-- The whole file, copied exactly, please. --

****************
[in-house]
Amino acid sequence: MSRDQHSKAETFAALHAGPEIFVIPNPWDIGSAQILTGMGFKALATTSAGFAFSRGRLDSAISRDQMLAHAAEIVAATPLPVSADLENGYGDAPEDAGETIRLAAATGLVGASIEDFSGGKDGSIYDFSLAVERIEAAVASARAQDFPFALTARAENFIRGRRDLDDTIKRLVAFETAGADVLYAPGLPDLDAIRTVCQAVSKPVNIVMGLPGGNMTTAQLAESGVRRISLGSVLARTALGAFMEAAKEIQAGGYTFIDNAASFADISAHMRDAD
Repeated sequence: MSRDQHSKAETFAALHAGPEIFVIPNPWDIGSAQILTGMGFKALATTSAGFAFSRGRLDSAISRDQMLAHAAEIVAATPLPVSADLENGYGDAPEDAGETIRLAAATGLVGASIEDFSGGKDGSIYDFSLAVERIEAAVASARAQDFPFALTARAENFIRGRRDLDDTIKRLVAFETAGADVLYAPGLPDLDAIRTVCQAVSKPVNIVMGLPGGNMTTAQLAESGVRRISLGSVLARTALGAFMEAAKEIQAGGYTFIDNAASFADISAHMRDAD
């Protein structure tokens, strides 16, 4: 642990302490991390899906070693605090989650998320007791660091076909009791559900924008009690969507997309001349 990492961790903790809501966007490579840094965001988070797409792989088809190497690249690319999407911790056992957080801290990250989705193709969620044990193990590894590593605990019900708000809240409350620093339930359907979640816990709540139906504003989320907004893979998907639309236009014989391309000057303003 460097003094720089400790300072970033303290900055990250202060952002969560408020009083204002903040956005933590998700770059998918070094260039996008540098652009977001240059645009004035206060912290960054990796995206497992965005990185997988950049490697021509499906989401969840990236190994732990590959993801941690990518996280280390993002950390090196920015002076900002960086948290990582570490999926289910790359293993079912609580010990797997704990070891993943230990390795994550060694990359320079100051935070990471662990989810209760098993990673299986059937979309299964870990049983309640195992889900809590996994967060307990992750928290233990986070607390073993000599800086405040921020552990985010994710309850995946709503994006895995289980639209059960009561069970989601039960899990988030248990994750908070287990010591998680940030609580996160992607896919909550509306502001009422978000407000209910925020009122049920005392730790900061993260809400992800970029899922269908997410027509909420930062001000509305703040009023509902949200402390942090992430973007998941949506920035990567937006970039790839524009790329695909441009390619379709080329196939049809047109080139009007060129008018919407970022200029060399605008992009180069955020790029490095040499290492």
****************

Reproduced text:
[in-house]
Amino acid sequence: MSRDQHSKAETFAALHAGPEIFVIPNPWDIGSAQILTGMGFKALATTSAGFAFSRGRLDSAISRDQMLAHAAEIVAATPLPVSADLENGYGDAPEDAGETIRLAAATGLVGASIEDFSGGKDGSIYDFSLAVERIEAAVASARAQDFPFALTARAENFIRGRRDLDDTIKRLVAFETAGADVLYAPGLPDLDAIRTVCQAVSKPVNIVMGLPGGNMTTAQLAESGVRRISLGSVLARTALGAFMEAAKEIQAGGYTFIDNAASFADISAHMRDAD
Repeated sequence: MSRDQHSKAETFAALHAGPEIFVIPNPWDIGSAQILTGMGFKALATTSAGFAFSRGRLDSAISRDQMLAHAAEIVAATPLPVSADLENGYGDAPEDAGETIRLAAATGLVGASIEDFSGGKDGSIYDFSLAVERIEAAVASARAQDFPFALTARAENFIRGRRDLDDTIKRLVAFETAGADVLYAPGLPDLDAIRTVCQAVSKPVNIVMGLPGGNMTTAQLAESGVRRISLGSVLARTALGAFMEAAKEIQAGGYTFIDNAASFADISAHMRDAD
């Protein structure tokens, strides 16, 4: 642990302490991390899906070693605090989650998320007791660091076909009791559900924008009690969507997309001349 990492961790903790809501966007490579840094965001988070797409792989088809190497690249690319999407911790056992957080801290990250989705193709969620044990193990590894590593605990019900708000809240409350620093339930359907979640816990709540139906504003989320907004893979998907639309236009014989391309000057303003 460097003094720089400790300072970033303290900055990250202060952002969560408020009083204002903040956005933590998700770059998918070094260039996008540098652009977001240059645009004035206060912290960054990796995206497992965005990185997988950049490697021509499906989401969840990236190994732990590959993801941690990518996280280390993002950390090196920015002076900002960086948290990582570490999926289910790359293993079912609580010990797997704990070891993943230990390795994550060694990359320079100051935070990471662990989810209760098993990673299986059937979309299964870990049983309640195992889900809590996994967060307990992750928290233990986070607390073993000599800086405040921020552990985010994710309850995946709503994006895995289980639209059960009561069970989601039960899990988030248990994750908070287990010591998680940030609580996160992607896919909550509306502001009422978000407000209910925020009122049920005392730790900061993260809400992800970029899922269908997410027509909420930062001000509305703040009023509902949200402390942090992430973007998941949506920035990567937006970039790839524009790329695909441009390619379709080329196939049809047109080139009007060129008018919407970022200029060399605008992009180069955020790029490095040499290492």